Wednesday, January 10, 2007

The Sienese Shredder

Tragedy and Comedy

After reading Bill Berkson’s opening salvo, a reprint’d commencement address call’d “History and Truth,” in the initial issue of The Sienese Shredder (edited by Brice Brown and Trevor Winkfield), I hesitate to strait-jacket the magazine with anything so fussily adroit as a “capsule summary” or a “quick-limned lineage”—tempting though that be. (Reading “works”—that is, “makes meaning,” by slotting things into arrays partially made by other readings: par exemple, my reading of Ron Silliman’s remarks about the Shredder and its lack of a “manifesto” ’s is dogging me like a hound hungry for a soup-bone.) Truth is, I read Berkson’s piece as manifesto, or, more to the point, anti-manifesto. And that throws down the gauntlet, challenging one to read precisely against the ruthless grip of one’s own pious knowledge as it is inevitably distill’d into preconception, tag, and etiquette. Berkson, after noting Stein’s 1923 conclusion, “Let me recite what history teaches. History teaches” and Robert Smithson’s warning that “All clear ideas tend to be wrong” and admitting to being “nearly crazy about facts,” writes:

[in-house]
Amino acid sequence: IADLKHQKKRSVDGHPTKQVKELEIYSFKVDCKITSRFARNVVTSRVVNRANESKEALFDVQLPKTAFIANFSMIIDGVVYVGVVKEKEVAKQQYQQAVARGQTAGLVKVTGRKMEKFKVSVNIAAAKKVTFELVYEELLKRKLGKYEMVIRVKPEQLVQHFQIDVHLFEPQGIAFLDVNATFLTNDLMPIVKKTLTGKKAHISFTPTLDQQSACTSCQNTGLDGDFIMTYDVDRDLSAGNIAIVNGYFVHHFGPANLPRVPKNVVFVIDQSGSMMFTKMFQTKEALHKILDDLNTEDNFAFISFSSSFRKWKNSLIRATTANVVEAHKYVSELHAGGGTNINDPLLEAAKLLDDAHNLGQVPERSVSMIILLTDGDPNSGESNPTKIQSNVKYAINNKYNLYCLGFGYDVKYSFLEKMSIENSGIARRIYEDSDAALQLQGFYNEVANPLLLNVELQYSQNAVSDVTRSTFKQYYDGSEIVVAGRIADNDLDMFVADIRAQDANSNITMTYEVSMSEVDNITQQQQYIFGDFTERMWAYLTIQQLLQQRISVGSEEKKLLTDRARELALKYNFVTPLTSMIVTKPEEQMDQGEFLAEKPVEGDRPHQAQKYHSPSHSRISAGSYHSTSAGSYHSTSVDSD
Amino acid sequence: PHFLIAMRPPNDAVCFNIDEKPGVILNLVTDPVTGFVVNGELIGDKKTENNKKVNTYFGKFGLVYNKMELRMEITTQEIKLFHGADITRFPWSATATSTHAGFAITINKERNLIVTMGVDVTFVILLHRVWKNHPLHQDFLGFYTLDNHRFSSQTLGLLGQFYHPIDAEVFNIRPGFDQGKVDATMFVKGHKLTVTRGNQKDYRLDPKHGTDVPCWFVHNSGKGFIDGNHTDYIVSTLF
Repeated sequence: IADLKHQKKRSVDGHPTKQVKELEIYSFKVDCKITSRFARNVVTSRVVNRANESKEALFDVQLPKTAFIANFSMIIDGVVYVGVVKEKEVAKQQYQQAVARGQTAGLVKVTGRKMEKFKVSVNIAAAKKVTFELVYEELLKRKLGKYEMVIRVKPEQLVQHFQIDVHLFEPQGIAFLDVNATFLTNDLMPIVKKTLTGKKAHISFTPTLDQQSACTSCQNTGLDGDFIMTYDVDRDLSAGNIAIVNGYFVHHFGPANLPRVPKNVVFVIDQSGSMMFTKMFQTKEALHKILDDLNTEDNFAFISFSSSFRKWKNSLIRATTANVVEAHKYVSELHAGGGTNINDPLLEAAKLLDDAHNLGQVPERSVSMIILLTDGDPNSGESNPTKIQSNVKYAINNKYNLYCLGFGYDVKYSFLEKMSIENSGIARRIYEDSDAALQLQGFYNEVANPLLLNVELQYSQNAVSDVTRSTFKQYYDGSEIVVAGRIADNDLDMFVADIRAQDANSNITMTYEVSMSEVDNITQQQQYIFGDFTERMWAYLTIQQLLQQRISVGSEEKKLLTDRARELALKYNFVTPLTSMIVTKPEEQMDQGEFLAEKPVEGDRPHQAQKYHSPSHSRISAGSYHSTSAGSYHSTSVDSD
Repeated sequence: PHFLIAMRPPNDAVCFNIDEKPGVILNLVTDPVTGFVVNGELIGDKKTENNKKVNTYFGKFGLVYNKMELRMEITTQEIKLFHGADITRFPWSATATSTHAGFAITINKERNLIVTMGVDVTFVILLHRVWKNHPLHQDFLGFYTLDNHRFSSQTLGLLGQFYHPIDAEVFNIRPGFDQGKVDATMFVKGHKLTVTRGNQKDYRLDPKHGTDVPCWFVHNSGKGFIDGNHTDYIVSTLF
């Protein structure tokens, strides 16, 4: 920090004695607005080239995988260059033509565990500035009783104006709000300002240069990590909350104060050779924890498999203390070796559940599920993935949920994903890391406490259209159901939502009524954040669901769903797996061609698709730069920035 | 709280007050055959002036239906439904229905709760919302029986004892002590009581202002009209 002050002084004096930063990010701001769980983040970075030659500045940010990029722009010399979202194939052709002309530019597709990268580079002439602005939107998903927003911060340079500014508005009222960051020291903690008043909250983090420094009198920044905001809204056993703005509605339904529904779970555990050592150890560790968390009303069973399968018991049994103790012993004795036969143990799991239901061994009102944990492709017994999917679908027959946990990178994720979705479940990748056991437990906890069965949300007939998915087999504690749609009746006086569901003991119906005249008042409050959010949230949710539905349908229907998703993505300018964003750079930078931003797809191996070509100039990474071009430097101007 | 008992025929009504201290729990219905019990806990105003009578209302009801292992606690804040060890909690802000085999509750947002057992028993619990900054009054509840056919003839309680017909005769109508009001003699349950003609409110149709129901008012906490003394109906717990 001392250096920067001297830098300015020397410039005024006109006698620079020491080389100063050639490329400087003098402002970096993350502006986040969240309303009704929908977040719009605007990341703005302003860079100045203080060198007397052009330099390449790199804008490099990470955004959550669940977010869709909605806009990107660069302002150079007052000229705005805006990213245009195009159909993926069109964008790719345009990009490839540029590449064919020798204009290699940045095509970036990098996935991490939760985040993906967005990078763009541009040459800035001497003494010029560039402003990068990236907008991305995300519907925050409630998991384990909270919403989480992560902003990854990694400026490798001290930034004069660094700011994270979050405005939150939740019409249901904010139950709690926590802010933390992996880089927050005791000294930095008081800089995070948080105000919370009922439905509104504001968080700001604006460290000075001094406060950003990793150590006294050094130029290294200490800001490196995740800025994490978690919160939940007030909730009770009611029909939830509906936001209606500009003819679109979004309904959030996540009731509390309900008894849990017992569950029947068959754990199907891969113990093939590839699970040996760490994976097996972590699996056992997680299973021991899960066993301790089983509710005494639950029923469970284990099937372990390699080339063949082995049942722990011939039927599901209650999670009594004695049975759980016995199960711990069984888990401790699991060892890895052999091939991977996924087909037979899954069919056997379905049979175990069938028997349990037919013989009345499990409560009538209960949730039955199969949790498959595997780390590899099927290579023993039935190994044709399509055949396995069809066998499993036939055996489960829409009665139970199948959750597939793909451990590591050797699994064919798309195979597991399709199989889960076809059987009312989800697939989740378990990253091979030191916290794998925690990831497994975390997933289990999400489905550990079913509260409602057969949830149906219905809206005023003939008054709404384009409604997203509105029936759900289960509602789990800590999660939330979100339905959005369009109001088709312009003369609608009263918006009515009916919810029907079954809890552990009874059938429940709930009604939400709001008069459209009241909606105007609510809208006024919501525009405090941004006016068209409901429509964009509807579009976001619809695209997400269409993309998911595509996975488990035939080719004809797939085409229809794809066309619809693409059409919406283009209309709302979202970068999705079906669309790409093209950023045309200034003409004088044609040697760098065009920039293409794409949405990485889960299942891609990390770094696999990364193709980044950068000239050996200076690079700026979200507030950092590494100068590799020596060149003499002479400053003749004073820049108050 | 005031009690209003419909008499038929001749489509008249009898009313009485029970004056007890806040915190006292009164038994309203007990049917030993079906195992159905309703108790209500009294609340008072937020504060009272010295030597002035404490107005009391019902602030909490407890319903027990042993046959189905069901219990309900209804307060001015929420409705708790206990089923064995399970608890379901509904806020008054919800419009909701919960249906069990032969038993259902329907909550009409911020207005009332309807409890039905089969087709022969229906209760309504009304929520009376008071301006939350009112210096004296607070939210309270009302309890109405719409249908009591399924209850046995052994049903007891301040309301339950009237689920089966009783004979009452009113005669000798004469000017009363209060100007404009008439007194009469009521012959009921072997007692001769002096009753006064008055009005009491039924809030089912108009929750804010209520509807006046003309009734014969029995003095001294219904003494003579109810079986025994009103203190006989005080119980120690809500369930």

What is so appealing about a fact is often its inconsequentiality. . . . Some facts, I believe, exhibit their true colors best by remaining beautifully, resolutely pointless. Authoritative history, however, has no appetite for pointless stories; thus, each fact is liable to be confronted with a preemptive glare or squint, the Muse of History’s vast, groaning, imperious “So What?” Without that “what” there’s nothing teachable.
Ah, the rankling of predigest’d pedagogical authority, that’s why that hound keeps barking . . . Berkson is clear about the proper uses (and damnable misuses) of that authority: